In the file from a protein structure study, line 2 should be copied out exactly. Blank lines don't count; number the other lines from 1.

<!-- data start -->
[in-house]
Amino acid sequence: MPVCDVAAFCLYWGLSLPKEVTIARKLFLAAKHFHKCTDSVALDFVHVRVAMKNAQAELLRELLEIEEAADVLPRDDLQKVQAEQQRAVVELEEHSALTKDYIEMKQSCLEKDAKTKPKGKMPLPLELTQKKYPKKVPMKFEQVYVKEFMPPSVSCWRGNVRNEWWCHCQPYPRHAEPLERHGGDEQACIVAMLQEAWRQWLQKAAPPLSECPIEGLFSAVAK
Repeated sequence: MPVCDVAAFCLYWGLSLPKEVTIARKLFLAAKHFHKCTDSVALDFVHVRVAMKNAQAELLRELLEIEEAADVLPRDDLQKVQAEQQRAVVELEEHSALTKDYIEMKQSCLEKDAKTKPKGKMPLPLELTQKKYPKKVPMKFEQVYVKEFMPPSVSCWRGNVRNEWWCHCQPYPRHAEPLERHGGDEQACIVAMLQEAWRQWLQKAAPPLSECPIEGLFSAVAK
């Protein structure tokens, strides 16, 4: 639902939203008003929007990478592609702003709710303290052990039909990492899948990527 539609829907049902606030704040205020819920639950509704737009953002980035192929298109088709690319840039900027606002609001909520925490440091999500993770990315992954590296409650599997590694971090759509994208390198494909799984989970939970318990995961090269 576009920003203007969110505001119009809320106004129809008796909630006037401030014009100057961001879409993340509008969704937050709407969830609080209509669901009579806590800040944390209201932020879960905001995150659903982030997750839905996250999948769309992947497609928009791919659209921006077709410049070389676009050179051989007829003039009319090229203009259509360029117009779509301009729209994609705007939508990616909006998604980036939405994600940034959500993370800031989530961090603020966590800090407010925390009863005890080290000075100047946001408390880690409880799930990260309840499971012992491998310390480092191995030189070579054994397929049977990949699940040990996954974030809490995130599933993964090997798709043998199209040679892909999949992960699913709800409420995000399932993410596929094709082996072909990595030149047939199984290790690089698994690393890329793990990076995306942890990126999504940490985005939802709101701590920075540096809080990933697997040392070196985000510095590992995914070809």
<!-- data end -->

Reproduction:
Amino acid sequence: MPVCDVAAFCLYWGLSLPKEVTIARKLFLAAKHFHKCTDSVALDFVHVRVAMKNAQAELLRELLEIEEAADVLPRDDLQKVQAEQQRAVVELEEHSALTKDYIEMKQSCLEKDAKTKPKGKMPLPLELTQKKYPKKVPMKFEQVYVKEFMPPSVSCWRGNVRNEWWCHCQPYPRHAEPLERHGGDEQACIVAMLQEAWRQWLQKAAPPLSECPIEGLFSAVAK